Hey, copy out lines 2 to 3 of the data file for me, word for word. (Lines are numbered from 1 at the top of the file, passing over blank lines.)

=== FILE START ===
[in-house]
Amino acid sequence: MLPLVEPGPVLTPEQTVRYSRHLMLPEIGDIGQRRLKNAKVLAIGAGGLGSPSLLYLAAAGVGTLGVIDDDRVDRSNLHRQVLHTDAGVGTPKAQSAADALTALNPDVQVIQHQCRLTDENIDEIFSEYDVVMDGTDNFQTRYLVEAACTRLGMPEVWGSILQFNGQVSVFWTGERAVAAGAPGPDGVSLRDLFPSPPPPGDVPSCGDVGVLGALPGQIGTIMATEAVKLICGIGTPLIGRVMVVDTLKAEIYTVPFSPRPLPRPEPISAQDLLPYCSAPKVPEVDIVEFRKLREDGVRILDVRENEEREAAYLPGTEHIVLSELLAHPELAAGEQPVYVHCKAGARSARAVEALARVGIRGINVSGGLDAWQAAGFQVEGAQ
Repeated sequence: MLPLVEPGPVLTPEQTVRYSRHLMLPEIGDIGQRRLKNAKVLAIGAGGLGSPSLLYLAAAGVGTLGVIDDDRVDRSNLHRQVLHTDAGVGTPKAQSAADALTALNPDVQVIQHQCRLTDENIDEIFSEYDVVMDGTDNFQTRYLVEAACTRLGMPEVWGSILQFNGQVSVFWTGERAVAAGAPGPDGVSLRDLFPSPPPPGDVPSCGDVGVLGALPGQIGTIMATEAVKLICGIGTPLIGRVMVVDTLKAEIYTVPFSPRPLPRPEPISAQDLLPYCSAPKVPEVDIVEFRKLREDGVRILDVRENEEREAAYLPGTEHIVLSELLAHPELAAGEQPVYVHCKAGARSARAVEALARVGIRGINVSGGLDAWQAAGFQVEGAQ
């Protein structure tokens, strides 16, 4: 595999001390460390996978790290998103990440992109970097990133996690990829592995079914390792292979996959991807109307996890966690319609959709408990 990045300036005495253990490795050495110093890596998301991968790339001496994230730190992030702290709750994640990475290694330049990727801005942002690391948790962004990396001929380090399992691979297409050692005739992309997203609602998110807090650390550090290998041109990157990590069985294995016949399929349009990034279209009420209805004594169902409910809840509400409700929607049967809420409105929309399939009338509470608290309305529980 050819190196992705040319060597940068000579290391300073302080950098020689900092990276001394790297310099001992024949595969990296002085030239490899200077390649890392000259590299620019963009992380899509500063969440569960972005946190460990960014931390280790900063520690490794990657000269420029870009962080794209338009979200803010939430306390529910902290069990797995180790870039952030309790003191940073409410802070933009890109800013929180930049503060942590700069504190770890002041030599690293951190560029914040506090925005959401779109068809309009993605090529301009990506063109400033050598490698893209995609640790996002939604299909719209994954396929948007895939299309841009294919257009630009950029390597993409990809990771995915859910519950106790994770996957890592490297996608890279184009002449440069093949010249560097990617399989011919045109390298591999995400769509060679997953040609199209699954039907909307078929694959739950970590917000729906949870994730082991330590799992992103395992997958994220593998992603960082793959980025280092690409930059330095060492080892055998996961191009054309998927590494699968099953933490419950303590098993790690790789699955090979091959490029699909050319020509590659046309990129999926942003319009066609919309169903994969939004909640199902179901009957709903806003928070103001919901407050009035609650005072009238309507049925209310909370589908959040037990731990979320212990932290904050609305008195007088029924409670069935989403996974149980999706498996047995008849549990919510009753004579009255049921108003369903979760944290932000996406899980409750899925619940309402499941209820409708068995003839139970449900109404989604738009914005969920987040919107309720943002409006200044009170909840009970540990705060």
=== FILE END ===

Amino acid sequence: MLPLVEPGPVLTPEQTVRYSRHLMLPEIGDIGQRRLKNAKVLAIGAGGLGSPSLLYLAAAGVGTLGVIDDDRVDRSNLHRQVLHTDAGVGTPKAQSAADALTALNPDVQVIQHQCRLTDENIDEIFSEYDVVMDGTDNFQTRYLVEAACTRLGMPEVWGSILQFNGQVSVFWTGERAVAAGAPGPDGVSLRDLFPSPPPPGDVPSCGDVGVLGALPGQIGTIMATEAVKLICGIGTPLIGRVMVVDTLKAEIYTVPFSPRPLPRPEPISAQDLLPYCSAPKVPEVDIVEFRKLREDGVRILDVRENEEREAAYLPGTEHIVLSELLAHPELAAGEQPVYVHCKAGARSARAVEALARVGIRGINVSGGLDAWQAAGFQVEGAQ
Repeated sequence: MLPLVEPGPVLTPEQTVRYSRHLMLPEIGDIGQRRLKNAKVLAIGAGGLGSPSLLYLAAAGVGTLGVIDDDRVDRSNLHRQVLHTDAGVGTPKAQSAADALTALNPDVQVIQHQCRLTDENIDEIFSEYDVVMDGTDNFQTRYLVEAACTRLGMPEVWGSILQFNGQVSVFWTGERAVAAGAPGPDGVSLRDLFPSPPPPGDVPSCGDVGVLGALPGQIGTIMATEAVKLICGIGTPLIGRVMVVDTLKAEIYTVPFSPRPLPRPEPISAQDLLPYCSAPKVPEVDIVEFRKLREDGVRILDVRENEEREAAYLPGTEHIVLSELLAHPELAAGEQPVYVHCKAGARSARAVEALARVGIRGINVSGGLDAWQAAGFQVEGAQ